Racism in the United States is worse now than it was just before the civil rights movements of the 1960s, according to noted feminist activist, scholar and philosopher Angela Davis.
“Racism has always functioned to disrupt the promise of unity,” said Davis, who is in Mumbai to deliver the Anuradha Ghandy Memorial Lecture. “Racism has not only not been addressed in the US, but in many ways is worse than it was during the period that gave rise to the civil rights movement.”
In an interview before her talk on December 16, Davis argued that racism has in fact worsened since the civil rights movement and that the only hope for movements in the era of Trump is to emphasise the Marxist ideal of organising communities for change.
Davis holds the dubious distinction of being the third woman to make it to the Federal Bureau of Investigation’s Most Wanted List. She came into the spotlight in 1970 when as a prison rights activist, she was charged with conspiring to murder a judge. Arrested in early 1971, Davis was acquitted after 18 months in prison. By then, she had become a household name for African-Americans across the US who had lobbied for her release.
Her rise to fame came at a particularly powerful movement in the history of civil rights for African-Americans, soon after the civil rights movement had ended with Martin Luther King Junior’s assassination in 1968, and around when the more assertive Black Power movement, which had been gaining strength in parallel, assumed centre-stage.
Davis is a professor emerita at the History of Consciousness department at the University of California Santa Cruz. For the last 30 years, she has worked not just to reform prison systems, but to abolish incarceration as a form of punishment
“I do not mean to underestimate the important struggles of people who have managed to shift certain forms of racism,” she clarified. “In many ways things are better because we don’t have the legal racisms that we had during the era that gave rise to the civil rights movement. At the same time, racism is more deeply entrenched in economic and political structures.”
Davis attributed the intensification of racism today to the rise of global capitalism, which led in turn to the deindustrialisation of the US. A part of this is manifest in increased police violence and the rise of what she calls the “prison industrial complex”, where government and business collaborate to use surveillance and imprisonment to control perceived social problems.
This combine, she said, “provides evidence of the continued operation of racism at a time when material conditions have been rendered far worse for people of colour and poor people precisely as a result of the migration of jobs to areas of the world where there are cheaper labour forces”.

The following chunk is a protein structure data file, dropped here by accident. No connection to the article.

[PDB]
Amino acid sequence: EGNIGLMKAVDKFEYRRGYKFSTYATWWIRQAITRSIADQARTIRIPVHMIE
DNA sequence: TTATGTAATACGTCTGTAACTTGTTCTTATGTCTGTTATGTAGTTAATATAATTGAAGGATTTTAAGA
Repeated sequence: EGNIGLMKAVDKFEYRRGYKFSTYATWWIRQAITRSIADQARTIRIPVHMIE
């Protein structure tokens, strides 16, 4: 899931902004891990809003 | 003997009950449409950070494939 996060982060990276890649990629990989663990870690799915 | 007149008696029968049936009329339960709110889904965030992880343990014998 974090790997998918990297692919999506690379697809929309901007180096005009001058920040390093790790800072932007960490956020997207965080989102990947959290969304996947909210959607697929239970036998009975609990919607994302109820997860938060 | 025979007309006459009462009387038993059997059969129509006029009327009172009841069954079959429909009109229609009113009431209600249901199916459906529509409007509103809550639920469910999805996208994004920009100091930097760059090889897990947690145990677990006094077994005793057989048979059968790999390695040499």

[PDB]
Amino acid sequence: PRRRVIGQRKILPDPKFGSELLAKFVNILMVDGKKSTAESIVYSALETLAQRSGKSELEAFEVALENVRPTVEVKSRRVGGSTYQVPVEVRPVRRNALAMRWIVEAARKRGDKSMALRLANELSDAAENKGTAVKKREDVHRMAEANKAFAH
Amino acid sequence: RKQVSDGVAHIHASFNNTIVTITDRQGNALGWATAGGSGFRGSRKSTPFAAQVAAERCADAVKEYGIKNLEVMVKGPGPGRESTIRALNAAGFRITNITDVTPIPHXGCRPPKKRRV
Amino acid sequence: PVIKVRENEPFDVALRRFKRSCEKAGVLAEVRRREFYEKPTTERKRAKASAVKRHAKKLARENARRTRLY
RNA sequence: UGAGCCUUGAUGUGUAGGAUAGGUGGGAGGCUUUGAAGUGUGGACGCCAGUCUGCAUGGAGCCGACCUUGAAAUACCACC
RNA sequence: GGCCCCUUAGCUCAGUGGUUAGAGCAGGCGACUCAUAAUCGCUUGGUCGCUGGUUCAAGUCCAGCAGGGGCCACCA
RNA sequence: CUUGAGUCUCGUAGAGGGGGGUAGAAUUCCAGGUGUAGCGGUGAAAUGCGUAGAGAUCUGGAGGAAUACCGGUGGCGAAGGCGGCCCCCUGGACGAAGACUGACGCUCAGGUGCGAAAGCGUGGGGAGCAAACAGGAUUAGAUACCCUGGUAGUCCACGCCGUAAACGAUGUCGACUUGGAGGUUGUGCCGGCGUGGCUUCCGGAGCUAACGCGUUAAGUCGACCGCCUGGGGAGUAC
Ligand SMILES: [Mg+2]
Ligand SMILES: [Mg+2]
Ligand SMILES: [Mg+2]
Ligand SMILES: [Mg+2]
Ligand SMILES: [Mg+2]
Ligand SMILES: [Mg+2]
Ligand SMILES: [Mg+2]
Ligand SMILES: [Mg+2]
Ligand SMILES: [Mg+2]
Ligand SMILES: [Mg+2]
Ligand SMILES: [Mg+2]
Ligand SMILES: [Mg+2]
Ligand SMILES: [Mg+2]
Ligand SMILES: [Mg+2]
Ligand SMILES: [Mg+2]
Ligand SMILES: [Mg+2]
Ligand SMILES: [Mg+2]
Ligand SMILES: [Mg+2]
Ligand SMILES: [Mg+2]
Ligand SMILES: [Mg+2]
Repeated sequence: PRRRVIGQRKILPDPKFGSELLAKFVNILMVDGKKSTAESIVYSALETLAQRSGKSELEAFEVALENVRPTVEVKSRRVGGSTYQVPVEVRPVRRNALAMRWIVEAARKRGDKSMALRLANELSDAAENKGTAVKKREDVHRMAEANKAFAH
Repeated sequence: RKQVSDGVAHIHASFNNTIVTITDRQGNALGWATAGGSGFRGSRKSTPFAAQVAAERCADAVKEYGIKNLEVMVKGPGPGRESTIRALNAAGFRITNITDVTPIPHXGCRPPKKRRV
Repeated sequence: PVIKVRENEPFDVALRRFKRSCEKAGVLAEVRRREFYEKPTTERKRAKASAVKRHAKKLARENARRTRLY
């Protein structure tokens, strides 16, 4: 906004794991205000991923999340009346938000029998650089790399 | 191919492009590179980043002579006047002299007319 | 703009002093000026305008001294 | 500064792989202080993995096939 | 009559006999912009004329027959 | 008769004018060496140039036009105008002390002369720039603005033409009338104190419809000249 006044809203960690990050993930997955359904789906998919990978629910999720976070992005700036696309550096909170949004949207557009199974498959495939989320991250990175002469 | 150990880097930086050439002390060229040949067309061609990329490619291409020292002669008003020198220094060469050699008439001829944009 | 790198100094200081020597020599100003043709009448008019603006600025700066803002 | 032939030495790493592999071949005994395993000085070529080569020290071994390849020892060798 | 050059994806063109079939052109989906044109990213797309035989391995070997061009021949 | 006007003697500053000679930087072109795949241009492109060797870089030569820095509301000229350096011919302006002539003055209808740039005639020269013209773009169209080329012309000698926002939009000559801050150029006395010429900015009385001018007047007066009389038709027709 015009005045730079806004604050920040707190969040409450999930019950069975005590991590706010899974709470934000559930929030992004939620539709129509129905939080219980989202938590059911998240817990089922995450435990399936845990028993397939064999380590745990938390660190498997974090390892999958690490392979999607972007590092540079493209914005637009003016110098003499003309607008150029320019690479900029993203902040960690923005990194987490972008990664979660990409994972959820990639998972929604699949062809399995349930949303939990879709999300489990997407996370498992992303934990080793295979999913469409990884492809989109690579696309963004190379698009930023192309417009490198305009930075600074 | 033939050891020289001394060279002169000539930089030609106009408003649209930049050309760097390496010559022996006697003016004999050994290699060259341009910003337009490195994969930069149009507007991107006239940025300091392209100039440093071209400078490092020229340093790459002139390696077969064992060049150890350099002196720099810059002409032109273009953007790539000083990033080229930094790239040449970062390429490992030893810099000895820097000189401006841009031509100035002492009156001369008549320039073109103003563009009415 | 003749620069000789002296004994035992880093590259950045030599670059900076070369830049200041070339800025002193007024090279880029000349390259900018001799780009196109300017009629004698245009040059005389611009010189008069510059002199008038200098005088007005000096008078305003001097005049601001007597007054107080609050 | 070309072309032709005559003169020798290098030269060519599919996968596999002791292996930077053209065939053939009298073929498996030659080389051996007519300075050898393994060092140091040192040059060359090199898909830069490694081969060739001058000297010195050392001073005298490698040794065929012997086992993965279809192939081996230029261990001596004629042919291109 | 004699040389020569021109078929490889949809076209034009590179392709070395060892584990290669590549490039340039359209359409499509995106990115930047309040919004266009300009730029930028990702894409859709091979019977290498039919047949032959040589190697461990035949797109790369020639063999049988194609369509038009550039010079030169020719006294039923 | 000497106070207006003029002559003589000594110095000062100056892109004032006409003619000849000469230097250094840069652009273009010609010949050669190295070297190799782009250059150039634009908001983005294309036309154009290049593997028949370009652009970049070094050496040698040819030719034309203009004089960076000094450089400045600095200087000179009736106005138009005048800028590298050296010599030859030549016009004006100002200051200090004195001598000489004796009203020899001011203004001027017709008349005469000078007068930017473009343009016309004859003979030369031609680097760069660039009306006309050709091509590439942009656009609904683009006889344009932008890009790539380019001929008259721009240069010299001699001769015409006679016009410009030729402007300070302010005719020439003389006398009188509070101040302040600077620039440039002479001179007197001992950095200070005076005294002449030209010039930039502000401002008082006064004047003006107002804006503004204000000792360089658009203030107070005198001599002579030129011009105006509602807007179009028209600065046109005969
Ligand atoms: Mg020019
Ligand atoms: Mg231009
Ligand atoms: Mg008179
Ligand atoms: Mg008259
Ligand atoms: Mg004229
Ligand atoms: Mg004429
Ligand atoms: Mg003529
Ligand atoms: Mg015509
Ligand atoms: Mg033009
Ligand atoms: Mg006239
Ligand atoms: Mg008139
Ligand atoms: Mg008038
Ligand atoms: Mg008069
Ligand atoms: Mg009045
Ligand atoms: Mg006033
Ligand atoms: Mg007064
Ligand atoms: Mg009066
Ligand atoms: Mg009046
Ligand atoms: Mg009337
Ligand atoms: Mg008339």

Beyond single leaders
As the nature of racism has changed over the decades, Davis believes that the nature of resistance to it has also changed.
For instance, the Black Lives Matters movement, initiated by three queer black women in 2012 as a response to the shooting and trial of 17-year-old Trayvon Martin in Florida, is noted for its diffused organisation with no clear leaders, as spontaneous protests erupted around the country in the years since.
This stands in stark contrast to the movements of the 1960s and 1970s, which were dominated by male figures such as Martin Luther King Junior and Malcolm X. More telling is that though organisations such as the Black Panther Party, associated with the Black Power movement, were dominated by male leaders, two-thirds of its members were women who organised behind the scenes.
“Black Lives Matter calls for a feminist exploration of new forms of leadership [through organisation instead of single leaders],” Davis explained. “It seems to me that we are in the process of conceptualising new ways of imagining change. [...] You cannot assume that all you need to say is dismantle capitalism and your problems will be solved.”
Despite the many shortcomings of the administration of outgoing US president Barack Obama, Davis believes that his presidency did allow a political space to be created for movements such as Occupy and Black Lives Matter to flourish. The test of these mass movements will now come in the presidency of Donald Trump, who was elected in a wave of overt racism and sexism.
Black Lives Matters, Davis said, would hold together, because it represented a long history of scholars and activists coming together to organise.
The only hope, she added, was that his presidency would help to accelerate organisation, “to bring more people into the fold, to have more demonstrations and protests and to make the country ungovernable in the ways Donald Trump hopes to govern.”
Davis said: “That is our only hope, but that is always the hope. Hope for the future always comes when masses of people organise and struggle.”
Angela Davis will deliver the Anuradha Ghandy Memorial lecture titled Black Lives, Dalit Lives: Histories and Solidarities on Friday, December 16, 2016, at 5.30 pm at Kishenchand Chellaram College, Mumbai.